Kristine wanders

The musings of a wanderer......

Category: Poland

My Top 10 from 2016

Last year I did a recap of my favourite travel destinations and memories from the previous year. So with the New Year upon us I wanted to write another post about my top 10 destinations from 2016. It was another great year of travel for me. Looking back over the past 12 months it was a busy year. I worked full-time as a VIP nurse in Saudi Arabia from January until September when I left to walk the Camino de Santiago with my Pops. I had a whopping 178 days of travel (mind you almost 3 months of this I was technically unemployed!) I visited 15 countries, 9 of them new for me. I saw a lot, I took a lot of pictures, and I lived it up. I hope this doesn’t sound bragadocious, because it’s not meant to (credit to Donald T for inventing this awesome word!) Some of that travel was with friends from Saudi, and I did some travel through Europe with my mom, and then spent about 7 weeks with my Dad while we walked across Northern Spain. Quite a bit of it was on my own- which I’ve become quite a fan. So here’s my top 10 from 2016 (in no particular order).

1. Romania

Romania is hardly mentioned in the top 10 of most people’s bucket lists, and as per my usual form of travel I did very little research about the country prior to going. Usually when I do very little research about a trip (which is most of the time) I am always pleasantly surprised. Romania was exactly that. I spent a week based in Bucharest and did a couple day trips, one to Transylvania and the other into neighbouring Bulgaria. My favourite memories from that trip were visiting Peles Castle and later Bram Castle which is also known as Dracula’s Castle (although in reality it has very little to do with Dracula.) These castles couldn’t have been more different from one another. Peles Castle is from the late 1800s and built in a Gothic Bavarian style, whereas Bram Castle is an old fortress castle that sits atop a cliff. It dates from the 1400’s and has a very eerie feel to it,  and even though it’s only a tale, I loved the stories of Dracula in relation to Romania History. The other standout thing from this trip was that we did a walking tour in Bucharest that took us to old decaying places which was super cool. Bucharest is also full of urban art and graffiti of which I’m a huge fan. It’s pretty inexpensive, had great restaurants, and was a very walkable city. So add Romania to your list of places to visit in 2017!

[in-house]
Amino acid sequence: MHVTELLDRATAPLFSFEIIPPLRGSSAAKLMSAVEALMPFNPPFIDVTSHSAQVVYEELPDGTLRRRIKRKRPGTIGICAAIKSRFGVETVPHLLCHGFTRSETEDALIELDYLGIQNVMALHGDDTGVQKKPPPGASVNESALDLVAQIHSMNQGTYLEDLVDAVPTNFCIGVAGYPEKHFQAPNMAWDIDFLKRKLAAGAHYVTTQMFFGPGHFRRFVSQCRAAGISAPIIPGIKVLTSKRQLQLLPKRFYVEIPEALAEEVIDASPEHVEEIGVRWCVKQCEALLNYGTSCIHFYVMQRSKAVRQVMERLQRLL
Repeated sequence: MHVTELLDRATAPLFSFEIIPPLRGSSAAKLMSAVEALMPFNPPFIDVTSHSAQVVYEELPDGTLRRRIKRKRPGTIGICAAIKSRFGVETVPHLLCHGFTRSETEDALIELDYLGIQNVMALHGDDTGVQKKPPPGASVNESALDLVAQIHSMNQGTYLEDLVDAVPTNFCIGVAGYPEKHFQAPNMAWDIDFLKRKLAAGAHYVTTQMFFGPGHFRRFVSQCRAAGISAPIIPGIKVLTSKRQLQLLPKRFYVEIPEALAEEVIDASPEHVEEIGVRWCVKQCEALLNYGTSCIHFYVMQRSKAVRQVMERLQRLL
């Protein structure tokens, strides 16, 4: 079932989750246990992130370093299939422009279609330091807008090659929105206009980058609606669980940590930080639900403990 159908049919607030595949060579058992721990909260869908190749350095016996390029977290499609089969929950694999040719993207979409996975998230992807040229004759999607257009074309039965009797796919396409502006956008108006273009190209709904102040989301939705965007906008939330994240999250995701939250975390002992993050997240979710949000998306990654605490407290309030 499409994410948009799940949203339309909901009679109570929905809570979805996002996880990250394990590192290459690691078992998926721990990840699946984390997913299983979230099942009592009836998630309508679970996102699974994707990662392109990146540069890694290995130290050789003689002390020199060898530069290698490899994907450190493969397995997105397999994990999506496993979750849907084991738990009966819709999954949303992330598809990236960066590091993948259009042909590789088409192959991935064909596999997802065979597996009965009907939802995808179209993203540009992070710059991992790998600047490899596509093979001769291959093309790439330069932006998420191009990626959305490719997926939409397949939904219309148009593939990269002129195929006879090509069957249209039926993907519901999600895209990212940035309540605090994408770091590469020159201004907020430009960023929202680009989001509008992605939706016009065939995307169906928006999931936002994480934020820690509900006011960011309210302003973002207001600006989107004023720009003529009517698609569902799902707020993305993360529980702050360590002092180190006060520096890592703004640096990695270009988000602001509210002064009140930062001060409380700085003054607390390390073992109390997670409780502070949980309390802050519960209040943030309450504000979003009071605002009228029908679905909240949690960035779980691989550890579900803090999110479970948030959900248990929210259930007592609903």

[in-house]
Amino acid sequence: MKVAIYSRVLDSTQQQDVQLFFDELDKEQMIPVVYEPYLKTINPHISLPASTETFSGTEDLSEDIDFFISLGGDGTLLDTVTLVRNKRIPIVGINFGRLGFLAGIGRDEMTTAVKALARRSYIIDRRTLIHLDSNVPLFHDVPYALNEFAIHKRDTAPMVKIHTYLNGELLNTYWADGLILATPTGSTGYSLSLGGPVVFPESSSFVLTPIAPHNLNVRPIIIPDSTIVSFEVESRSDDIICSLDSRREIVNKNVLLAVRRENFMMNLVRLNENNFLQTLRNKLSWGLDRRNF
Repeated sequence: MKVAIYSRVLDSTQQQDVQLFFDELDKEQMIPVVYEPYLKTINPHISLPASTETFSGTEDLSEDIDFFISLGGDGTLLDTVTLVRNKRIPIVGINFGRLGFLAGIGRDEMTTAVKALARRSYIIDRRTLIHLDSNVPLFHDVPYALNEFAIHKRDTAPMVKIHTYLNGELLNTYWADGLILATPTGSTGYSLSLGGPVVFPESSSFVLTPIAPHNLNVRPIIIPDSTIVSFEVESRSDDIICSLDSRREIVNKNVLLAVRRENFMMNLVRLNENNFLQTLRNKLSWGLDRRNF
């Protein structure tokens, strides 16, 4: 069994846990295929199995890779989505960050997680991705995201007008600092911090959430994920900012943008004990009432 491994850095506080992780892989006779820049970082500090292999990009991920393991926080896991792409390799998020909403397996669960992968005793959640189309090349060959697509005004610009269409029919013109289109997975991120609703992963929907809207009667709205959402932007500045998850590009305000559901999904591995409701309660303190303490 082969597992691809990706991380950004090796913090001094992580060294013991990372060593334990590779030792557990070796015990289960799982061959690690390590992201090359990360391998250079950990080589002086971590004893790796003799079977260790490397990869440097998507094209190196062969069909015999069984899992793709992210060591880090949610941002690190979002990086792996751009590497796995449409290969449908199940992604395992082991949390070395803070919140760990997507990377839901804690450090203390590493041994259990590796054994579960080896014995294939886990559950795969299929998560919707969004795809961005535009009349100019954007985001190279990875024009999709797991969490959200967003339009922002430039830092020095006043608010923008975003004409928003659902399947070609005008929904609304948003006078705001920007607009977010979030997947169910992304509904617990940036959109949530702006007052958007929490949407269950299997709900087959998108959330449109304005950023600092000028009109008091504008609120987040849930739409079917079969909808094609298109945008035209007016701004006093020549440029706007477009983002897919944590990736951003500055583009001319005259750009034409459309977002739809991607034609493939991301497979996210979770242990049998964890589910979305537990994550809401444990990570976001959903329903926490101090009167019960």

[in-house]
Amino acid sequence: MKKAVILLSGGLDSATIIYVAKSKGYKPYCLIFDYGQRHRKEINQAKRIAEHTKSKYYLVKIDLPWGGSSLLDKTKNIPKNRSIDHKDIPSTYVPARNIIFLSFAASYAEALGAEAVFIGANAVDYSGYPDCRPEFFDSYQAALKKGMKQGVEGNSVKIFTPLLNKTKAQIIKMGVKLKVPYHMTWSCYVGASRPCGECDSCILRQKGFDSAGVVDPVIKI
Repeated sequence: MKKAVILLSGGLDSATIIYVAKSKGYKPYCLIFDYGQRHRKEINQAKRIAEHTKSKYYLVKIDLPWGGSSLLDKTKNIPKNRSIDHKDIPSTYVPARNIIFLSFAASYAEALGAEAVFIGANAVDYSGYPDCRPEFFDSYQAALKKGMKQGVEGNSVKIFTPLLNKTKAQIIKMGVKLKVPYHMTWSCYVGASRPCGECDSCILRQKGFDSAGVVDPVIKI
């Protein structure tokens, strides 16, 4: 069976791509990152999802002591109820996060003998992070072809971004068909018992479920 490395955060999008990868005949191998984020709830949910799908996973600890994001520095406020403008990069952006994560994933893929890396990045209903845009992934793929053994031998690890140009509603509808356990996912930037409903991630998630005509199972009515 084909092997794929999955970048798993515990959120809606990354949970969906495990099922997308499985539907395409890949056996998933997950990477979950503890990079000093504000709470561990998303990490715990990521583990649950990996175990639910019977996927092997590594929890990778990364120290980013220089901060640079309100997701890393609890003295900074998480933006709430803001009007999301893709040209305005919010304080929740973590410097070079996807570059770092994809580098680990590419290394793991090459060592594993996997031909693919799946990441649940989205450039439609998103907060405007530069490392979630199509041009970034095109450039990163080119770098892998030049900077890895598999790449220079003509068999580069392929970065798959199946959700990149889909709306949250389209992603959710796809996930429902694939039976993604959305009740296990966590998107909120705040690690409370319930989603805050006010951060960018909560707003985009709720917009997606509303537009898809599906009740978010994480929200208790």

Peles Castle

Bram Castle

 

 

 

 

 

 

 

 

 

 

 

 

 

2. Italy

I spent 11 lovely days in Italy solo, splitting my time between Rome and Florence. To say I loved it would be an understatement. I look back on my time in Italy and smile because I was brimming with happiness and confidence. The architecture, the food, the Chianti, the museums were fantastic. Between the two, Florence was my favourite, and I’m sure this was because I booked myself a cheapish hotel that had phenomenal views of the cathedral from my private balcony. It felt like I could just reach across and touch it, and I could hear the street artists below playing music which felt like I had my own private show. This trip was a turning point in solo travel for me, and I became very comfortable in my own skin. I no longer have any issues with eating alone, or going to a bar for a drink, or wandering a city. This trip was a huge confidence boost for me, and made me feel so brave and empowered. Two of my favourite memories of that trip involved random encounters with fellow travelers. I met an American girl around my age who she and her parents adopted me during my time in Rome and it was a real pleasure getting to know them! My other favourite memory was meeting a couple from Texas on a day tour of Tuscany.  We met up for dinner in Florence and then for dinner and drinks my last night in Rome. By drinks I mean bottle after bottle of delicious Chianti. This resulted in a very hungover (possibly still drunk) me trying to get to the airport for my early morning flight! Oh the memories we make while traveling…..

 

 

 

 

 

 

 

 

 

 

 

 

3. The United Arab Emirates

I visited Dubai a few times over the last year and one of the highlights for me (and a silly Bucket List item) was to stay at the Atlantis resort. So for one night on a huge splurge (and because if you are a Saudi resident you qualify for the GCC discount) I stayed here. As you can imagine it was very nice. There’s a ton to do, so no real need to leave the resort if you don’t want to. We had free admission to the water park which was pretty cool, but the outdoor pool area and the aquarium were highlights for me. Oh, and the food was really good as well. I also visited Abu Dhabi and as I recently blogged about got to visit the iconic Sheikh Zayed mosque which has long been a place I wanted to visit. If you’re in Dubai make the trip to Abu Dhabi to see the mosque- it’s a stunning example of Islamic architecture.

 

 

 

 

 

 

 

 

 

 

 

 

4. The Czech Republic